On 27th June 2019, a law came into force stating that inter alia the construction of on-roof photovoltaic systems no longer requires a building permit under Romanian law.. For potential electricity producers, providers and producers of system engineering, and assemblers, this is good news in general.


On 17th December 2018 a draft law[1] was submitted to the Romanian Senate to change the law on construction works[2] (‘Construction Law’). The purpose was to encourage investment programs to develop electricity generation for end consumers – among them also for prosumers[3], and to reduce bureaucracy. After being rejected by the Senate on 25th March 2019, the proposal reached the Chamber of Deputies, where it was approved and sent to the President of Romania for adoption.

On the 20th of June 2019, the President adopted The Decree[4] approving Law 117/2019 (‘Law 117’)[5]. The law was published in the official gazette and came into force 3 days later.  

Building permits no longer needed for on-roof photovoltaic systems

Based on Law 117, the installation of photovoltaic modules for electricity generation (‘PV systems’) and/or solar modules for water heating preparation on roofs will no longer require a building permit.       

But before setting up such installations, the local authorities (the town hall) must be informed about the planned project.

The previous construction law exempted only indoor and outdoor repair and painting works, energy rehabilitation works, surface treatments, etc. from the obligation of obtaining a building permit, as long as the works did not change the structure or the architectural appearance of the building. The installation of PV systems and solar modules for electricity generation or water heating preparation, however, was subject to what usually proved to be a very long and exhausting procedure to get the building permit.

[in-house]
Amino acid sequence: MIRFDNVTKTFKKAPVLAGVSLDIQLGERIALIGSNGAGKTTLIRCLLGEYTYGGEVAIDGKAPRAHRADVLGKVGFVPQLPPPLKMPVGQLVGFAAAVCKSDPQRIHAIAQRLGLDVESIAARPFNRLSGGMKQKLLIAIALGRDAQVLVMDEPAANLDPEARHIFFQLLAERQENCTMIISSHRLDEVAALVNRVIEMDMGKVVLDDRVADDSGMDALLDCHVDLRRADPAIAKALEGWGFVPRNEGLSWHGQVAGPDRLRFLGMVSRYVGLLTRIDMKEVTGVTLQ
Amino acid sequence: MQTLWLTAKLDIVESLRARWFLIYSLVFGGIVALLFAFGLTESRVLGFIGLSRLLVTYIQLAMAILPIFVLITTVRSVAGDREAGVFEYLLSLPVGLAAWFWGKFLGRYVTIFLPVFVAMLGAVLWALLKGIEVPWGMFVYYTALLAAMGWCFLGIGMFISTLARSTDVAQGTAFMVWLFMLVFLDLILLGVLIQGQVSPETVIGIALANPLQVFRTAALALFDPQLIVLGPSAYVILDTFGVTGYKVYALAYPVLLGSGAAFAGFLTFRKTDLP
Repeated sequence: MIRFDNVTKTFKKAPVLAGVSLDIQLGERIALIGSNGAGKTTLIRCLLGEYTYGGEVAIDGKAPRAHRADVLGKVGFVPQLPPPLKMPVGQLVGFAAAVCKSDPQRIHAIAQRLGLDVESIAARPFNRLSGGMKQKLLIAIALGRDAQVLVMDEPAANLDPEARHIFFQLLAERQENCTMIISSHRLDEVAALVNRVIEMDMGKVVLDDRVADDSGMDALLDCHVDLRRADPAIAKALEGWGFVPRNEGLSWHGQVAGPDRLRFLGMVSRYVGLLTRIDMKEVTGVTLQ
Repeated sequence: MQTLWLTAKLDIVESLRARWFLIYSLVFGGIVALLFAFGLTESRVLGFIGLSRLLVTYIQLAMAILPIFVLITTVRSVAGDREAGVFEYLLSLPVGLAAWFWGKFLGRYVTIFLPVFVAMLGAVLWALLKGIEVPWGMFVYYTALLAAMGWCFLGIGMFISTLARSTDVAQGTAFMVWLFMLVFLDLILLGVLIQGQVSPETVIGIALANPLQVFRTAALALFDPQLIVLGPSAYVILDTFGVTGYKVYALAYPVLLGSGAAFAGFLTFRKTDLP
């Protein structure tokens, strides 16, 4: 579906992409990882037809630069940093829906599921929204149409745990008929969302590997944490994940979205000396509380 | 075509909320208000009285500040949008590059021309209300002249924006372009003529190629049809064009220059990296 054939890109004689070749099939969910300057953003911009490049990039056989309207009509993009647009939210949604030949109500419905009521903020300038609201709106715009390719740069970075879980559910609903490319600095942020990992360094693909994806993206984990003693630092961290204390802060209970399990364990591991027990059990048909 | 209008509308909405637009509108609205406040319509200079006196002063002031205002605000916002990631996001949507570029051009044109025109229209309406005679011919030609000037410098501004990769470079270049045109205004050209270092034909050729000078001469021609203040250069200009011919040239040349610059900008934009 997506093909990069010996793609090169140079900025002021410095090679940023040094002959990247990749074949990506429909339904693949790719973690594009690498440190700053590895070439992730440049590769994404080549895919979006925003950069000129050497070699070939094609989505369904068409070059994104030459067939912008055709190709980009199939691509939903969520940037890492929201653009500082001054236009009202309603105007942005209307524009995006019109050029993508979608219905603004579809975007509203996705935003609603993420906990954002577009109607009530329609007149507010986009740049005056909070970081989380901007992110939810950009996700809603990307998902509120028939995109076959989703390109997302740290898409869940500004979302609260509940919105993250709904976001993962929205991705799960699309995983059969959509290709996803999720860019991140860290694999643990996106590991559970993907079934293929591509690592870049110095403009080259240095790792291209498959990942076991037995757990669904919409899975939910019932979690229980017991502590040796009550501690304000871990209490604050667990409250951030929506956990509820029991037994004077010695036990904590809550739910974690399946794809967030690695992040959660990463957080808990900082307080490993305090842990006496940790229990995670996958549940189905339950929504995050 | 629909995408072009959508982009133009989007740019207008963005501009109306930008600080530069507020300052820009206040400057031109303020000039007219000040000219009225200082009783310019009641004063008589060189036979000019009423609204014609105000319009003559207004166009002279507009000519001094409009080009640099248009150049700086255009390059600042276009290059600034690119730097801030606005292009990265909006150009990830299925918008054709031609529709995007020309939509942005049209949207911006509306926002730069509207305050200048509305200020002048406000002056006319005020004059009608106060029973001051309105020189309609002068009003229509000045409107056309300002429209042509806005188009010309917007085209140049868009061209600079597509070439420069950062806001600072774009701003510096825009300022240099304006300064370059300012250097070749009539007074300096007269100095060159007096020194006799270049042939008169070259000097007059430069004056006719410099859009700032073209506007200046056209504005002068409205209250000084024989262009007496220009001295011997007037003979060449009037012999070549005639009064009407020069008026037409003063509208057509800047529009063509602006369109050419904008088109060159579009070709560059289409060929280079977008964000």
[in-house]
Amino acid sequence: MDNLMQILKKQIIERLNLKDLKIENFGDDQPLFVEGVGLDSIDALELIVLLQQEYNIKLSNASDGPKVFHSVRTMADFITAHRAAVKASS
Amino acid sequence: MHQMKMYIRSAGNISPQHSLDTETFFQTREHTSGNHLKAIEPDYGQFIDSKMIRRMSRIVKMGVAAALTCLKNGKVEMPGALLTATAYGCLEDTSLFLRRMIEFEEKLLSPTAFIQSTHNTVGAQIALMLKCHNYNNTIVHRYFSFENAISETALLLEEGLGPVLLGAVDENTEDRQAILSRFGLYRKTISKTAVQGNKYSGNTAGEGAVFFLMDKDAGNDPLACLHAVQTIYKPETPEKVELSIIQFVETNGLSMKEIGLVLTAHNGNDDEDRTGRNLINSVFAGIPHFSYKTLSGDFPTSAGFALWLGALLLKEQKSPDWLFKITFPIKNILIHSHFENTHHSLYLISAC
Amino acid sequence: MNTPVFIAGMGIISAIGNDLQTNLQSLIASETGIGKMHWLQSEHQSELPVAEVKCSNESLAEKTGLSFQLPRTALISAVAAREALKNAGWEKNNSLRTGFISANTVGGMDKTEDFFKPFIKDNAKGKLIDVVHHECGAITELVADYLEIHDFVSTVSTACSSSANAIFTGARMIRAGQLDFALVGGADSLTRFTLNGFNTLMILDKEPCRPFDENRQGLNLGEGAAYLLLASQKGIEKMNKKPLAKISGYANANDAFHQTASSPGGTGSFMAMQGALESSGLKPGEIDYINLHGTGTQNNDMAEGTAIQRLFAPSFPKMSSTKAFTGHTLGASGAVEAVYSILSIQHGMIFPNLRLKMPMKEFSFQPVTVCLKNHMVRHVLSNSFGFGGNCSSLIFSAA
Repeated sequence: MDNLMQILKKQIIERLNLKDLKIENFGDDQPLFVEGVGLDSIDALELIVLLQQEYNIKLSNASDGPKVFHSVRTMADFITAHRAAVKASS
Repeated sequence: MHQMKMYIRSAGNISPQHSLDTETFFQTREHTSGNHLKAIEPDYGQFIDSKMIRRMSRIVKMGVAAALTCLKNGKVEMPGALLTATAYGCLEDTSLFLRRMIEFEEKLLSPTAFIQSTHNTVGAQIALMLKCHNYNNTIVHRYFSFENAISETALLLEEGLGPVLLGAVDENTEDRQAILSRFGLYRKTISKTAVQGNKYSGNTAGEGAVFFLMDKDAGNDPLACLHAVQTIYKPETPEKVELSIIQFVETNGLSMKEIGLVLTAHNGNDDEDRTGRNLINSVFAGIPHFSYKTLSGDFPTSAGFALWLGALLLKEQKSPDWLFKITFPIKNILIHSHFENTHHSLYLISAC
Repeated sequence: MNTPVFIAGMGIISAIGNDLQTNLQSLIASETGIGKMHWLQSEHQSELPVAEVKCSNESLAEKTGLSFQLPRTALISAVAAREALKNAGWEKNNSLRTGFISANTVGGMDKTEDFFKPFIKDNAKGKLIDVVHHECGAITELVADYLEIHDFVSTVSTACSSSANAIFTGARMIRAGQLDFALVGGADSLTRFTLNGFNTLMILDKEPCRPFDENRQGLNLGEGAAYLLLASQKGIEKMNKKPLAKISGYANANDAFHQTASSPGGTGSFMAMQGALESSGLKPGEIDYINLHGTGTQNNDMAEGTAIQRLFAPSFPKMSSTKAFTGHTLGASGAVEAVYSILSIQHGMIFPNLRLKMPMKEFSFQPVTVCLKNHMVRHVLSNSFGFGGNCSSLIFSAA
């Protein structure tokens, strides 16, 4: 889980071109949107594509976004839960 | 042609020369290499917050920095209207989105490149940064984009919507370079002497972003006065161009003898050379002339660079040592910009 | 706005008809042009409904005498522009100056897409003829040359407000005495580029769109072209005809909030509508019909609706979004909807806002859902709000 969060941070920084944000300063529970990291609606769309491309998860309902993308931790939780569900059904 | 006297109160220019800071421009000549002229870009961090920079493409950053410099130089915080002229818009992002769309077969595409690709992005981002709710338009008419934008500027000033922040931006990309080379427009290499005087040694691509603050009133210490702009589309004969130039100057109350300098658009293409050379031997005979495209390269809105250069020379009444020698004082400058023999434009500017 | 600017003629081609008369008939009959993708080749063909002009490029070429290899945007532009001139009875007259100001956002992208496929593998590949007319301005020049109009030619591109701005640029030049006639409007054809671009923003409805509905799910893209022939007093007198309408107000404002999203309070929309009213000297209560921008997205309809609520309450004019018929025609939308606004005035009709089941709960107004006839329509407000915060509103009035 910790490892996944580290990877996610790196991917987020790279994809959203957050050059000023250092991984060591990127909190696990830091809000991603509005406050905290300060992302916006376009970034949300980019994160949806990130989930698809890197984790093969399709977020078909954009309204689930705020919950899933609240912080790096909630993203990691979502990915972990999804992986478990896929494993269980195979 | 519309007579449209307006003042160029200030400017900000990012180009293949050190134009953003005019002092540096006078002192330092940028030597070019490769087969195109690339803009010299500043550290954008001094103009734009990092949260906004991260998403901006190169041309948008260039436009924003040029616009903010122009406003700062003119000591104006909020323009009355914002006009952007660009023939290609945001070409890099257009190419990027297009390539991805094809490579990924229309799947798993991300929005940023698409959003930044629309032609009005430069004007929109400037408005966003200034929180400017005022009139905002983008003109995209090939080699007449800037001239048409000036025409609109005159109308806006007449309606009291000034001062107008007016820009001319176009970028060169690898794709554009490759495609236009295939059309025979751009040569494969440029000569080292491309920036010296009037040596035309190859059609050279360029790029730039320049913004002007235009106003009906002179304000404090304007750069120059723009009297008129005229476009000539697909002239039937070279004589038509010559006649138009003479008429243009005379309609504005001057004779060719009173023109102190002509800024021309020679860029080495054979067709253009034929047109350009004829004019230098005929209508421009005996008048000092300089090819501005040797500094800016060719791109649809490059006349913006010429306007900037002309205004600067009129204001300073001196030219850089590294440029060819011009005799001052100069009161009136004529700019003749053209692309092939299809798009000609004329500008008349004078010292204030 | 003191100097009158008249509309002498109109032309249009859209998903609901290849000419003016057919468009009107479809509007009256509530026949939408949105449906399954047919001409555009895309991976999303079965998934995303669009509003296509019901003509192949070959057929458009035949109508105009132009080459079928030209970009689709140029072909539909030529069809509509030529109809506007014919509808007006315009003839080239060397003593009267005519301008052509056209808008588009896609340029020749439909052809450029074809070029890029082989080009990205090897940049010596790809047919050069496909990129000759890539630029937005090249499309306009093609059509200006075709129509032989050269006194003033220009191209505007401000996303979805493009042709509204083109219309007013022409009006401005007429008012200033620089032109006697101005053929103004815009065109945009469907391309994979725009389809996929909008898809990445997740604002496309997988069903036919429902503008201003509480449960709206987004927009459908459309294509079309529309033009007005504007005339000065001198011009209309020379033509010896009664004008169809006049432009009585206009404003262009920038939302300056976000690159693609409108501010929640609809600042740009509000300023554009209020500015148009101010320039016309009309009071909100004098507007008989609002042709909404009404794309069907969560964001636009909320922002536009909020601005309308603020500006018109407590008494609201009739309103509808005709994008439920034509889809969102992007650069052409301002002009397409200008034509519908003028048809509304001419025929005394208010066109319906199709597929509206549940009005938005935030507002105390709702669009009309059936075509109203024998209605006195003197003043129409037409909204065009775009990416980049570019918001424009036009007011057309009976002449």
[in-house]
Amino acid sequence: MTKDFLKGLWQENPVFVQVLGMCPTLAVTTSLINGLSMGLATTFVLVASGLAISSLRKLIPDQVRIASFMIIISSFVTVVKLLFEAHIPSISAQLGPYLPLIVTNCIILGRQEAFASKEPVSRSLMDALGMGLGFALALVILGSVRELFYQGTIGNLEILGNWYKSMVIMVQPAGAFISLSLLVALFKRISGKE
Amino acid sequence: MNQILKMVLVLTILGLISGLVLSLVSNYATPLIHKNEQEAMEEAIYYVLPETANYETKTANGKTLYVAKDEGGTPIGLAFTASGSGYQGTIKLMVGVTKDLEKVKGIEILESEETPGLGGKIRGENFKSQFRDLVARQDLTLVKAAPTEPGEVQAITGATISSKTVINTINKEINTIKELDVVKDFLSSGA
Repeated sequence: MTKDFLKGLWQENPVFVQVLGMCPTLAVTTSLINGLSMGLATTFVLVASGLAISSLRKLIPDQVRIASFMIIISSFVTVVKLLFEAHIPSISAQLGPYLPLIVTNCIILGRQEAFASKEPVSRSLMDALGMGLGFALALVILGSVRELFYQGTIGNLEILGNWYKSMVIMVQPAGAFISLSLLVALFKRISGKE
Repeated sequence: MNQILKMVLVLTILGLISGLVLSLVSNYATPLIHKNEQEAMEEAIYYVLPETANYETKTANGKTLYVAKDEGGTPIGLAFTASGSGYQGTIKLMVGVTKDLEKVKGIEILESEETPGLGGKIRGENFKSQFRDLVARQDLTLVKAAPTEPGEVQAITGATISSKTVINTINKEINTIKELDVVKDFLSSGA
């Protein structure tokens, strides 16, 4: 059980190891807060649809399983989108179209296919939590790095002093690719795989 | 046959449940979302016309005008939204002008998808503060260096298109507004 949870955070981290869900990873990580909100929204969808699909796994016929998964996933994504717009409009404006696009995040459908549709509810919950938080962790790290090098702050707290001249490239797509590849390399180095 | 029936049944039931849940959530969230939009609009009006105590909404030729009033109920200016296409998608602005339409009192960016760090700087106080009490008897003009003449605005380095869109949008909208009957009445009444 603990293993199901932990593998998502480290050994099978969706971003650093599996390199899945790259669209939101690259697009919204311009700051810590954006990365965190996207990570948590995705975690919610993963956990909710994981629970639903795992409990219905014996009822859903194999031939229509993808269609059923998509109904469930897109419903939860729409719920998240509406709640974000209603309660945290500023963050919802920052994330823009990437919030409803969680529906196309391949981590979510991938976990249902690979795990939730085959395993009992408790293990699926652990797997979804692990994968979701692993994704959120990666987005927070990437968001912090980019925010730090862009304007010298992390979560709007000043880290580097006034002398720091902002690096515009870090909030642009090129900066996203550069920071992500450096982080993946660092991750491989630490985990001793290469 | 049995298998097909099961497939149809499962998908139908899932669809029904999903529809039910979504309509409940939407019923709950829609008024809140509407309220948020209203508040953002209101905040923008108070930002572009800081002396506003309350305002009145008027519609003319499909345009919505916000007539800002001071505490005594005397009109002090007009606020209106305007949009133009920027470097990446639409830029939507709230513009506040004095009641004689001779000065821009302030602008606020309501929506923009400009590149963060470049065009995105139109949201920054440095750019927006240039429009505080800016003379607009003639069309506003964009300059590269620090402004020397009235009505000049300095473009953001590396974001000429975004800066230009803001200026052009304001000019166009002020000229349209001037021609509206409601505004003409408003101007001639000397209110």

Beneficiaries of the new regulation

The change is especially intended to boost electricity production at the consumption site. According to Law 117, prosumers that produce and consume electricity from renewable energy sources should be encouraged to invest in such systems by facilitating the installation of photovoltaic and solar modules. This can lead to a reduction of household expenses by selling their excess electricity to the public electricity grid.

The exemption from the need for a building permit will however also benefit commercial producers and industrial companies. In its current version, Law 117 does not refer explicitly only to small electricity producers, such as Prosumers; it exempts all on-roof PV systems which produce electricity and water heating, without distinguishing among the different beneficiaries. So due to the new law, the need for a building permit no longer applies to larger on-roof PV systems either.


Even though green certificates are no longer granted for electricity produced from newly installed on-roof PV systems, the approval procedure for their installation becomes significantly easier. This can contribute to the reduction and optimization of electricity costs, and to increased energy effectiveness.

It is very interesting that it is not only small producers that benefit from this exemption, but also big on-roof systems mounted, for example, on factories, office buildings, farms and, of course, on public institution buildings.

Even if the process of informing the local authorities about the installation of on-roof PV systems is still unclear (form of the notification, necessity of a response from the authority prior to the beginning of the construction, etc.), Law 117 is a major step towards increasing energy efficiency, in both private and public sectors.

We shall keep you in the loop on any measures taken by the authorities, such as the adoption of implementation norms for Law 117.